A: Many times. There are many factors beyond the invention itself that help determine its success or failure including price, quality, the amount of time it takes to manufacture, trends in the marketplace, the size of the potential demographic for the product, and more.

Q: What is the most original, creative invention in your portfolio — your favorite, or the one you're most proud of?

A: TAG TAMERS, from Hollywood Fashion Tape, is the only invention that I invented and licensed myself. I found a need in the marketplace, could not find a product that solved the problem, and set out to create it myself.

Q: You're wildly successful, and at the top of your game. What's next for "The Mother of Invention?" What are your goals and dreams for the future? Where do you hope to be in ten years?

A: I love my work and plan on continuing what I'm doing. In ten years I hope to be collecting residual income from all the deals that I have made!

Q: How do you deal with the stresses and challenges of this type of work? Do you ever have days when you miss the simple, carefree life of a drama teacher?

A: I am teaching every day. I guide inventors and their products...and there's plenty of drama in the challenge of convincing companies to buy or license these products.

Q: What is your favorite way to relax, unwind, and spoil yourself a little?

A: I take time out to go to my retreat upstate. It has beautiful views of the Hudson River. I travel around the area and enjoy watching the changing seasons. I spoil myself by taking courses at the Landmark Forum and buying accessories for myself and my home.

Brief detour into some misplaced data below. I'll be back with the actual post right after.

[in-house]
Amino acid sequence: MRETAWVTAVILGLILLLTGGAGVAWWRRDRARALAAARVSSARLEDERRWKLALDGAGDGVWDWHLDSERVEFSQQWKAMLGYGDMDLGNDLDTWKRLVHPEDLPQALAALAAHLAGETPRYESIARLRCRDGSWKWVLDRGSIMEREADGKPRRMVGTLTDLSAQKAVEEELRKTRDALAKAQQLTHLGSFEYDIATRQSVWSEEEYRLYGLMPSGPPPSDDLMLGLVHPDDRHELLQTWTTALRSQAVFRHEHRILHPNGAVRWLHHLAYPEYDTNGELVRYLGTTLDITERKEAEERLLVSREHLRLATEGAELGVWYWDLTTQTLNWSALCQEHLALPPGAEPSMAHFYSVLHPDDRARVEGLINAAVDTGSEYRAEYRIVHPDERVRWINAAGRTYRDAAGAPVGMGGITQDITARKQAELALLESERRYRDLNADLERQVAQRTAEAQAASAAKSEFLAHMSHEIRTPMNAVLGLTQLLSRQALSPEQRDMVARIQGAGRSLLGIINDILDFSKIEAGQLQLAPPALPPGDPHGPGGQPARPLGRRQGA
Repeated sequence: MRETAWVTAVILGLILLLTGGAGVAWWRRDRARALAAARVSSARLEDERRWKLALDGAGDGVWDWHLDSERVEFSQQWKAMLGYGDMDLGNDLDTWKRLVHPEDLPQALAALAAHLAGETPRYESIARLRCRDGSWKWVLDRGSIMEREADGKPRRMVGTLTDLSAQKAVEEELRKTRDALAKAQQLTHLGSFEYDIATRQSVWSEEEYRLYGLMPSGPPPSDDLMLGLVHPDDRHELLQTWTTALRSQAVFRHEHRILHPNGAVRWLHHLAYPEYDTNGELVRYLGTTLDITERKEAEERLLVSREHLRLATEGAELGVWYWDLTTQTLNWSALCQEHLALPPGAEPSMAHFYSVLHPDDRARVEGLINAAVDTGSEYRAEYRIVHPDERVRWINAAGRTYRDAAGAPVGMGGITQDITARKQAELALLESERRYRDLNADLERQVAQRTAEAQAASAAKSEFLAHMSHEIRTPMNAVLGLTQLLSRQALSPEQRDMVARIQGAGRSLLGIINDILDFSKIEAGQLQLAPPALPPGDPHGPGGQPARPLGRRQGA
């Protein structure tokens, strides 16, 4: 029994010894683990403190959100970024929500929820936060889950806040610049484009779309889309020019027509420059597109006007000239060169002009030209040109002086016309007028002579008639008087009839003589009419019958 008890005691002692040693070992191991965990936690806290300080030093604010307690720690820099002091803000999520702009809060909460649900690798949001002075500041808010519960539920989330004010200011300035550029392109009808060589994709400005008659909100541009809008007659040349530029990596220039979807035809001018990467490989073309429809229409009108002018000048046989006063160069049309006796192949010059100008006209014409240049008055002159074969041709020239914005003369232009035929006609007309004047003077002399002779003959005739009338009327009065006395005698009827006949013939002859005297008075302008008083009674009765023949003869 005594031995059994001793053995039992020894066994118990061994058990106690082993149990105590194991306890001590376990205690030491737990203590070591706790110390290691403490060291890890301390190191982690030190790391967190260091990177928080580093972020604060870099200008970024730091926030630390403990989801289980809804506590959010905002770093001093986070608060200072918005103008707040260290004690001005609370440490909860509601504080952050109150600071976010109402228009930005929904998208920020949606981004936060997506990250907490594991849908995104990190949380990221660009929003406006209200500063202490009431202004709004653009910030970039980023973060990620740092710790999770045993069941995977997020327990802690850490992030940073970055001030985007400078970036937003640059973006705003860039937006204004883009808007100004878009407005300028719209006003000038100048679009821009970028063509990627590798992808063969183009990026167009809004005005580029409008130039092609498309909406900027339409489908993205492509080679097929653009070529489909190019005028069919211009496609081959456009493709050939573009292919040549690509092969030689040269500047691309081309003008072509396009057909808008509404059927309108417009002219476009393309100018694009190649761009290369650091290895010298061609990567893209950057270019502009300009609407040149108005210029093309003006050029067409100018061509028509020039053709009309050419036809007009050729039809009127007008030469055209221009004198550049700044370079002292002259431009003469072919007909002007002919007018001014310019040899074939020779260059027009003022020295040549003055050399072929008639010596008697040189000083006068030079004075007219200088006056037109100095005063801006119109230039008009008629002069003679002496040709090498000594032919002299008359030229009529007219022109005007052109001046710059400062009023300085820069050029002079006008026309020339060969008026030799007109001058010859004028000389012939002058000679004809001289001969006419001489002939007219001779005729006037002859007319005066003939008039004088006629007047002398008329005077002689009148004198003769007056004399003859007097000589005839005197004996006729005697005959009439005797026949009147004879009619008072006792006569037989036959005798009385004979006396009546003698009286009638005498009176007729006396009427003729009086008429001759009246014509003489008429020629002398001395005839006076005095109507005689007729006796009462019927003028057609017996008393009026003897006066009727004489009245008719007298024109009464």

Q: What is your best advice for young women hoping to make their creative dreams come true, just as you have?

A: Pursue your interests even if it is aside from what you do for a living. Study and work on them whenever you can and write everything down so that you have a 'log.'

Q: Who is your greatest teacher?

A: No one taught me how to do what I do. A lot of it has been trial and error.

Q: Who is your greatest inspiration? What is the best advice you ever received?

A: My greatest inspirations were my 9th grade art teacher, and my mother. My art teacher told me that I should go into the fashion field — though I resisted, and initially went into another profession; my mother first fulfilled her creative dreams when she was in her 70's, which proves that it's never too late.

Q: What helps you to stay inspired, juicy, and full of creative energy?

A: The amazing people and products that I get to deal with everyday keep me going back for more!

Joan Lefkowitz, founder of Accessory Branstorms, NYC, has made a career out of spotting the novel ideas of others and bringing them to market. She started her New York showroom business as a licensing agent, consultant and salesrepresentative for fashion accessory product lines in 1983. Along the way, she has become the recognized expert at turning unique new inventions in the Fashion/Beauty/Lifestyle categories, from unknown entities, into highly recognized commercial success stories. She holds degrees from New York University and Brooklyn College.

©2007 Molly J. Anderson-Childers. All rights reserved.